Pavel Mamayev. Source: Vitaliy Belousov / RIA NovostiPavel Mamayev. Source: Vitaliy Belousov / RIA Novosti

Another simple (and just as unreal) solution was put forward by an official: President of the Russian Football Association Anatoly Vorobyov proposed concentrating all the national players in one club so that in two years they could improve.

A limit on foreign players

Russian officials are well-known for trying to obtain good results through the use of prohibitive measures. A limit on the number of foreigners playing for club teams has existed since 2006. This rule, according to officials, is supposed to help Russian footballers develop their talents and break through into the first teams of the best Russian clubs.

However, in 10 years the limit has not led to an increase in quality players. But it has resulted in a drastic growth in salaries for players with a Russian passport, who in conditions of limited competition have become a scarce commodity.

The collapse of children's and regional soccer

But the biggest problem concerning Russian soccer is not even the lack of will and the indifference of a small group of millionaires spoiled by the limit on foreigners. The real problem is the abyss between professional and amateur soccer.

The soccer pyramid, one of FIFA's main principles, is basically in ruins in Russia. Besides the wealthy Premier League, in which 16 teams participate and which is financed by state corporations and regional authorities, there is practically nothing.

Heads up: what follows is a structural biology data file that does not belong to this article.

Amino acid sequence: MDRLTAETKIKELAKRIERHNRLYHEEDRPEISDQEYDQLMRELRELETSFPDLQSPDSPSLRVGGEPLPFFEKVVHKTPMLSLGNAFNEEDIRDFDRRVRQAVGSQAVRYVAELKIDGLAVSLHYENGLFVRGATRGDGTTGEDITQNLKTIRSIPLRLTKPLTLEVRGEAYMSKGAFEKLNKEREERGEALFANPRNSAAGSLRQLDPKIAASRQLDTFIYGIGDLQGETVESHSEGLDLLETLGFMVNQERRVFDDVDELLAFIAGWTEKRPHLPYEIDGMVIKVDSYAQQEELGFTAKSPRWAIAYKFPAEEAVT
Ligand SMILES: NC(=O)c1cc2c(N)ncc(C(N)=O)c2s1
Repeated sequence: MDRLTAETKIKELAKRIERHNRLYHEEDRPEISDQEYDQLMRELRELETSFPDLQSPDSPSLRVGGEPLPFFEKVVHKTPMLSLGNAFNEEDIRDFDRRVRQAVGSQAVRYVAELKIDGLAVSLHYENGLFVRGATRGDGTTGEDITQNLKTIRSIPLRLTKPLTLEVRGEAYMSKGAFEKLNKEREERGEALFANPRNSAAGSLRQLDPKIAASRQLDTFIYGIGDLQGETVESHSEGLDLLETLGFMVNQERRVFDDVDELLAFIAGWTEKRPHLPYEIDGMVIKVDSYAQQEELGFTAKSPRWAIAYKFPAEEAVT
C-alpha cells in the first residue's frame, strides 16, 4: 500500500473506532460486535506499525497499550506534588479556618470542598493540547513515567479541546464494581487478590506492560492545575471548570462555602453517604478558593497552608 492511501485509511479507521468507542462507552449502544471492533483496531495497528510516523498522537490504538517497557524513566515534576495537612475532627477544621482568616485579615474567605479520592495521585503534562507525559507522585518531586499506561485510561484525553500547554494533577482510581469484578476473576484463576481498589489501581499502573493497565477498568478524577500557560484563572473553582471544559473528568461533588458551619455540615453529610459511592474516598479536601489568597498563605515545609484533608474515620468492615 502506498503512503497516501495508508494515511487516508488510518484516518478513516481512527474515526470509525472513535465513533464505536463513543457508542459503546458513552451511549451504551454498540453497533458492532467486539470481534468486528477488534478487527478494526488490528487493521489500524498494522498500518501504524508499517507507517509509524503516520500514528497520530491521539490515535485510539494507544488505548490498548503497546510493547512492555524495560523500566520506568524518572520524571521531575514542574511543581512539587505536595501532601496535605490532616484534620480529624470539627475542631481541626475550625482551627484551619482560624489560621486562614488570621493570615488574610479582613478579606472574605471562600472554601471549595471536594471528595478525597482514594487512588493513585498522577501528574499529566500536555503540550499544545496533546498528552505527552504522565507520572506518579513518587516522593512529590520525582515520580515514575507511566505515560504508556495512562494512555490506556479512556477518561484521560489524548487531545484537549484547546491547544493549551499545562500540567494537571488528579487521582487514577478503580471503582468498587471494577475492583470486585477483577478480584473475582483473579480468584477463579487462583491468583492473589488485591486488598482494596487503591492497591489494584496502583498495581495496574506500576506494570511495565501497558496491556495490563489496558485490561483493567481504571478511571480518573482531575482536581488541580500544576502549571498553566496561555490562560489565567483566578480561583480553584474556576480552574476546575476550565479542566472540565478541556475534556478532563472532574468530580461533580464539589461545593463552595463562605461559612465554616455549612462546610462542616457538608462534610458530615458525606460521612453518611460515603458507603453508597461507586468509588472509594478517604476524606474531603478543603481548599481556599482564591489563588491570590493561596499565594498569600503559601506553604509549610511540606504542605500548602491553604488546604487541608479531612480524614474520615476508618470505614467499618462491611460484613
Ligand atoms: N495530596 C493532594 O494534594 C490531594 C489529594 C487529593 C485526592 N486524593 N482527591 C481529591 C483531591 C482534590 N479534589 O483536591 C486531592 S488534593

Russia's goalkeeper Igor Akinfeyev after the UEFA Euro 2016 group stage match between the national teams of Russia and Wales. Source: Vitaly Belousov / RIA NovostiRussia's goalkeeper Igor Akinfeyev after the UEFA Euro 2016 match between Russia and Wales. Source: Vitaly Belousov / RIA Novosti

A minimum number of professional clubs will participate in the three Russian divisions in the 2016-2017 season: 94 (only 12 of them are from Siberia and the Far East).

Attendance is also depressing: The average number of fans attending a Russian Premier League match during the 2015-2016 season was 11,046 (in the German Bundesliga it was 43,300 and in the English Premier League it was 36,452).